Raising a small flock of chickens for the last three years has brought with it some unexpected moments. Like hearing my father describe his regular chore of slaughtering and preparing meat birds growing up in the 1950's in Grass Valley, California. Like getting super attached to a surprise bantam bird that went off the deep end and eventually committed dog-assisted suicide. Or like how pathetic chickens look when they molt. But the biggest surprise has been the gift of a nuanced relationship with death.
Seven chickens have died on my watch. The first one I killed (with help from my experienced father) because she was gravely ill. The second and third died on their own. The fourth and fifth died during a horrific skunk attack. The sixth was critically injured by a friend's dog and finished off by my friend and I. The seventh died on her own. That's quite a lot of death in three years, but each event has come and gone in my consciousness pretty quickly. Which, I've concluded is perfectly fine and, in fact, helpful.
I treat our chickens quite differently than I treat the other animal in our lives. I am very attached to Gus the dog. I talk to him about government shut-downs and marriage equality while he lays around and watches me work. I take him on long walks in the desert and sneak him food treats when no one is looking. I have five nicknames for Gus at the moment: Gush, Goose, Gustavus, Turkey and Goofball. I will be very sad indeed when Gus dies.
We give the chickens names, but the names are descriptive and mostly for organizational purposes. For example, we might call a white chicken Whitey and occasionally ask each other, "Has anyone seen Whitey?" Or, "bad news, gang -- Red's dead."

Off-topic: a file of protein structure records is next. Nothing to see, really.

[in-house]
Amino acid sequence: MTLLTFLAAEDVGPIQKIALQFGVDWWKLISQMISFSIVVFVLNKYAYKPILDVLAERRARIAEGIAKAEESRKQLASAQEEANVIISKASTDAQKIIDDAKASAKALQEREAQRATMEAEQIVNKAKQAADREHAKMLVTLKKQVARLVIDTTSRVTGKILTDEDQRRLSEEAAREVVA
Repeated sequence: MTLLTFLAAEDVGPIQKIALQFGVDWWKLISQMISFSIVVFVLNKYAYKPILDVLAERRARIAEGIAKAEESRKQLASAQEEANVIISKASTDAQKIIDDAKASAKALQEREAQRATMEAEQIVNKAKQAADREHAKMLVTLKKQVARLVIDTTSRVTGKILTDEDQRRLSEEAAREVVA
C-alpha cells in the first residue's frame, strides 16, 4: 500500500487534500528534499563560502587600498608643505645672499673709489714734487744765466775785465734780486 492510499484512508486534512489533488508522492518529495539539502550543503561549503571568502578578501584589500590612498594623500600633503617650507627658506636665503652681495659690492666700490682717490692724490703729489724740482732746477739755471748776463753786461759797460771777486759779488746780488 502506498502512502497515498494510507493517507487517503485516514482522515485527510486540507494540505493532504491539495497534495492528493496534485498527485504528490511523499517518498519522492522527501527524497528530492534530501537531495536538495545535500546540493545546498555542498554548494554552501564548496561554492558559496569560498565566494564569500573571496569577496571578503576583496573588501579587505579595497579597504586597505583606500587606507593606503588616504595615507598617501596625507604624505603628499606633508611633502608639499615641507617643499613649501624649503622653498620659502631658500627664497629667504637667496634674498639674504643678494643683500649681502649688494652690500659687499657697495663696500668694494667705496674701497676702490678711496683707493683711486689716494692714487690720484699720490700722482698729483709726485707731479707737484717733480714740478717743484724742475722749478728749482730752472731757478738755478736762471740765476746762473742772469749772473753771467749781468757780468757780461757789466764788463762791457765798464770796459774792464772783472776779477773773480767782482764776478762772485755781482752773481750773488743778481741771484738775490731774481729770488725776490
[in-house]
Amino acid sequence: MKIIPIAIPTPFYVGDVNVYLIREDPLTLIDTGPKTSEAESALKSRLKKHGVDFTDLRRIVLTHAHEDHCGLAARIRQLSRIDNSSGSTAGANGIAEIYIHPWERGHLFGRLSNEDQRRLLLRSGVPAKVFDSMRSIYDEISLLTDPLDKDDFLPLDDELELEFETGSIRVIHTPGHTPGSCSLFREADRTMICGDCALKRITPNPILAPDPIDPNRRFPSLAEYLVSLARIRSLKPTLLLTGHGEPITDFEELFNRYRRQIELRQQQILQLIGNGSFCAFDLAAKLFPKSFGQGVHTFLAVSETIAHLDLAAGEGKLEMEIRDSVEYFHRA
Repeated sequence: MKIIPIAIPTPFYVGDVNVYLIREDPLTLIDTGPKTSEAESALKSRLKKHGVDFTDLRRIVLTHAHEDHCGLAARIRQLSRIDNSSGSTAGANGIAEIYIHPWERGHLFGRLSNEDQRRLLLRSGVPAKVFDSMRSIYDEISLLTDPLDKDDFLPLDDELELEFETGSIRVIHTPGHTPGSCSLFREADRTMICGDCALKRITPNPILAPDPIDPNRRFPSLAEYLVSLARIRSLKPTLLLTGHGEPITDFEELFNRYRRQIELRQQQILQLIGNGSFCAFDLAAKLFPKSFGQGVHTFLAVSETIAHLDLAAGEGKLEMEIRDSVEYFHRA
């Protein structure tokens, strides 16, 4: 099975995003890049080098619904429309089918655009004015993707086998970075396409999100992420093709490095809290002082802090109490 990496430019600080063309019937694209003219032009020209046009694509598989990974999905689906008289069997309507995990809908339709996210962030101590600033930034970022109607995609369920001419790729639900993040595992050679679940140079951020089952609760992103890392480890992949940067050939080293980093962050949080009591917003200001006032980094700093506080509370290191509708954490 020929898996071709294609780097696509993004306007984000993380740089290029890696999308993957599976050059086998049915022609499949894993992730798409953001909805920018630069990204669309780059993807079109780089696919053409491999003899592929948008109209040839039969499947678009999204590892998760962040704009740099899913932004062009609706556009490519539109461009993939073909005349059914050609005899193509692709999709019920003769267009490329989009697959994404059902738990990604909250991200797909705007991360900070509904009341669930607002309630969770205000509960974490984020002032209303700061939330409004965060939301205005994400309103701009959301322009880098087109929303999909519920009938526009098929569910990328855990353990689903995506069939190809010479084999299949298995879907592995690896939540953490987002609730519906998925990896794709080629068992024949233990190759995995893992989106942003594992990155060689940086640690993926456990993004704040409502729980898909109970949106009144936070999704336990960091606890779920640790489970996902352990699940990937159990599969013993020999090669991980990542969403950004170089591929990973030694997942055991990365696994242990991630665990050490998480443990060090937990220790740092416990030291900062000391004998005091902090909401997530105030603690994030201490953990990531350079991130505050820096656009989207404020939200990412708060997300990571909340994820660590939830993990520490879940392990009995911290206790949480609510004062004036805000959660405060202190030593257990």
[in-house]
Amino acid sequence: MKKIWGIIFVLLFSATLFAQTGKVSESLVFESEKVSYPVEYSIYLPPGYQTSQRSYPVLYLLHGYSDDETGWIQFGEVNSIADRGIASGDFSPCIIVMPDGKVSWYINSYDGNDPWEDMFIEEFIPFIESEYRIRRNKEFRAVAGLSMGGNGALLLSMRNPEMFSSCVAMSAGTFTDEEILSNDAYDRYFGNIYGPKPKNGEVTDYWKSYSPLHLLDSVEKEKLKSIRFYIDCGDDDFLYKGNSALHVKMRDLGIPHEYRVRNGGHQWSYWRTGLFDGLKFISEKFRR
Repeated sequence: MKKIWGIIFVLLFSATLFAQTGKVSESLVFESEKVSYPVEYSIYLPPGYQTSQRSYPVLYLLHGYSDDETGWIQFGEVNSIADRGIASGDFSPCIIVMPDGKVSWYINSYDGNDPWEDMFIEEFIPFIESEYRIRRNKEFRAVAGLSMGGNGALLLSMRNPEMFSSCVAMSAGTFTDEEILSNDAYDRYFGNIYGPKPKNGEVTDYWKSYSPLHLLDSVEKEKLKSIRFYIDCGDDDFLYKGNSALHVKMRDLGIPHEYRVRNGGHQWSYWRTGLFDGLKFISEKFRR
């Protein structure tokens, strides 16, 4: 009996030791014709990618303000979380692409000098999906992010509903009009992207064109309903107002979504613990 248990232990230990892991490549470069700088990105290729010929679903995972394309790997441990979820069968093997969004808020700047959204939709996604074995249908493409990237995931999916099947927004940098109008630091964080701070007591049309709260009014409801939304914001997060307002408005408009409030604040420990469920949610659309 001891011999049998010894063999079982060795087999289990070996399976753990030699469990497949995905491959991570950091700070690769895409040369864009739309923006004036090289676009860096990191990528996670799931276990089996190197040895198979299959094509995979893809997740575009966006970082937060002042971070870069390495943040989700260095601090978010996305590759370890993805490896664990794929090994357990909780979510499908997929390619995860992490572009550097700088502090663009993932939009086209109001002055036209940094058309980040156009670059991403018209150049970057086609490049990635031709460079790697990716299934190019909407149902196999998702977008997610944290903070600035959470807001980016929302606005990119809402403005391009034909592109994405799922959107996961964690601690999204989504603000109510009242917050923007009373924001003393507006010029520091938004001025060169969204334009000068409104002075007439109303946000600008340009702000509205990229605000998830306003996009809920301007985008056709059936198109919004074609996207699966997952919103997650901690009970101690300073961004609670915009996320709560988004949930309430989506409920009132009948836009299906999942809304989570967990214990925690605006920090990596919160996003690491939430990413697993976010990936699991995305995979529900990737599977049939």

I can't really wrap my head around the concept of my wife or son dying, but I don't have too many concerns or abstractions about my own death. I've seen dead people here and there over the years -- a few open casket funerals, a drowned BASE jumper in the Snake river, a thief who crashed an airplane on Washington's Interstate 5. Those experiences and some thinking about my finite time on the planet have made it difficult to live in denial about death. I've found that keeping the thought of death nearby helps me appreciate what I have. Each moment in life is unique and fleeting. Realizing this keeps me focused on the here and now.
But death can be tricky to explain to a four-year-old. My biggest worry is giving him too much information and freaking him out. However, as with other aspects of parenting, I usually just tell it like it is and trust that he can handle it. He knows that everyone and everything living will die, including me, his mom, and himself. His stated preference is for all of us to die when we're old.
He has had a fair bit of direct experience with death thanks to our backyard chicken flock, and I'm banking on the fact that this will help him develop a healthy relationship with it. He carried our most recently departed chicken to our burial spot and commented on how her body was stiff and cold. He helped me dig the hole. He set her down in the hole and and watched as I filled it with dirt. And now he occasionally quizzes me on her current state. He's fascinated by skeletons and really wants to know when our chicken becomes one.
A lot of us go to great lengths to avoid the subject of mortality. It's not productive to dwell on death, but it's worse to deny it occurs. Within reason, having an ongoing relationship with death prepares you a little for the really bad deaths that will come (whether you've accepted it or not): like your parents, siblings, friends. Death is the ultimate motivator to live a full life without regrets. Our chickens (bless their little souls) remind us of this lesson, and for that I am grateful.